By Steve Schifferes
Economics reporter, BBC News, at the OECD in Paris
China has signed a number of trade agreements with other countries
While the OECD discussed high-minded but long-term measures to tackle global warming and economic development, a fierce debate has been going on at the sidelines of the meeting over the growing protectionist pressures around the world.
The OECD, the organisation that represents the world's 30 most advanced industrial countries, sees itself as a leading advocate of globalisation, whose mission is to explain those benefits to both its members and the new emerging market countries such as China, India and Brazil.
But the current economic slowdown has increased protectionist pressures in Western countries.
The OECD's boss, Angel Gurria, argues that this is no time to give up on globalisation and, indeed, that opening markets can help ease the economic problems of the rich countries.
Mr Gurria argues that the slump would have been more severe if the big emerging market countries like China had not been able to benefit from trade, and that the fact that they are now the engines of world growth shows the benefits of such openness.
But increasingly that is not the way that the public and politicians are seeing things in many rich and poor countries.
This week, the key emerging market countries, including India and Brazil, dug in their heels and refused to make further concessions on opening their markets to Western industrial products - concessions that were crucial to a plan by the World Trade Organization (WTO) to restart the Doha Round of free trade talks.
On Thursday, in a secret meeting at the Australian embassy at the sidelines of the OECD, conference ministers from rich countries - and WTO boss Pascal Lamy - will try to persuade them to change their mind.
In an exclusive interview, New Zealand's trade minister, Phil Goff, said that it was crucial that progress was made in the Doha talks.
"Free trade and open markets are the best way to ensure world growth. We have the evidence from the last 25 years that shows this is true," he told the BBC.
However, even New Zealand, a country with one of the most open trading regimes in the world, is already hedging its bets in case the trade talks cannot be revived.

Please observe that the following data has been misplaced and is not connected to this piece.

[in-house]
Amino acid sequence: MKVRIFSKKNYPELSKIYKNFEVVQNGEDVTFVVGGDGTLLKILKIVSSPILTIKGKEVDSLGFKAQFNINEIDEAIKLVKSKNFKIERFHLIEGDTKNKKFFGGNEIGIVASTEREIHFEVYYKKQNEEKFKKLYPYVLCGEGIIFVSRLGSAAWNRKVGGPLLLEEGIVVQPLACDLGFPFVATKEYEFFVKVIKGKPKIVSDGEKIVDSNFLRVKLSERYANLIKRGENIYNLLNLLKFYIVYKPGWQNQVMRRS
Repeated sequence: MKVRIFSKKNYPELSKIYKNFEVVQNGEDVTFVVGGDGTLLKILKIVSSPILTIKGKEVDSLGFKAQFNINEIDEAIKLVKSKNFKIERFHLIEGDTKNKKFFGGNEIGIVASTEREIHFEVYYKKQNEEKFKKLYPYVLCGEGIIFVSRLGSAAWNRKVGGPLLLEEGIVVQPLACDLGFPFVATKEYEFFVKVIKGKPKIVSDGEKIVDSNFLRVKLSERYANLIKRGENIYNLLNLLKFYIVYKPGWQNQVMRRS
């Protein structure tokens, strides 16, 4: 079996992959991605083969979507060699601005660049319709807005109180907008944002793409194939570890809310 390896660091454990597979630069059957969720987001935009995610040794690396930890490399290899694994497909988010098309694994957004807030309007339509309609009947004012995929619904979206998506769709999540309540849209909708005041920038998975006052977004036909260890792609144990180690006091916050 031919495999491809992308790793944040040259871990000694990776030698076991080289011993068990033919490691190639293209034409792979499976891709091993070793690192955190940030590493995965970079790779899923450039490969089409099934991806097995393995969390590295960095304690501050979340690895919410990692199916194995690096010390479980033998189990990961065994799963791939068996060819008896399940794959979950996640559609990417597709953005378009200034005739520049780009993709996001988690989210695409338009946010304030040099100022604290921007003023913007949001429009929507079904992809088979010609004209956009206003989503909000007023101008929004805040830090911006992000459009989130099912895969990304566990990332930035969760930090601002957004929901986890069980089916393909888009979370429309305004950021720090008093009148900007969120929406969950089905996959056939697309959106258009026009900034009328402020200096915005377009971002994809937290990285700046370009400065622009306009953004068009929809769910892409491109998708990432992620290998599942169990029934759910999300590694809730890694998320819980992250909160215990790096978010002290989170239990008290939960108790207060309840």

It has already signed bilateral free trade deals with China and Singapore, and is beginning negotiations with India and other Asian countries.
However, from the point of view of developing countries, the alternative could be a lot worse.
The US trade union federation, the AFL-CIO, is pressing hard for the Democratic presidential nominee to endorse its call for labour standards to be part of the Doha Round.
This would mean that any trade deal would need to include a clause giving countries the right to block imports from countries that did not recognise free trade unions or regulate child labour.
"We are implacably opposed to a trade deal that does not include a clause that ensures workers have to be given basic labour rights, including the right to form trade unions," says John Sweeney, president of the AFL-CIO.
"If this is protectionism, then so be it."
Developing countries, including China and India, are fiercely opposed to adding such a clause.
It was firmly rejected at the start of the Doha Round, despite union lobbying.
And Jagdish Bhagwati, professor of economics at Columbia University, says that such a move could be used to discriminate against developing countries where wages are inevitably much lower than in rich countreis.
If the Democrats win the US presidential election in November and adopt such a policy, it would mean the seven-year trade round would have to go back to the drawing board.
For some activists, however, that would be no bad thing.
Business leaders are deeply concerned by such developments.
But at the moment, the tide seems to be moving against free trade.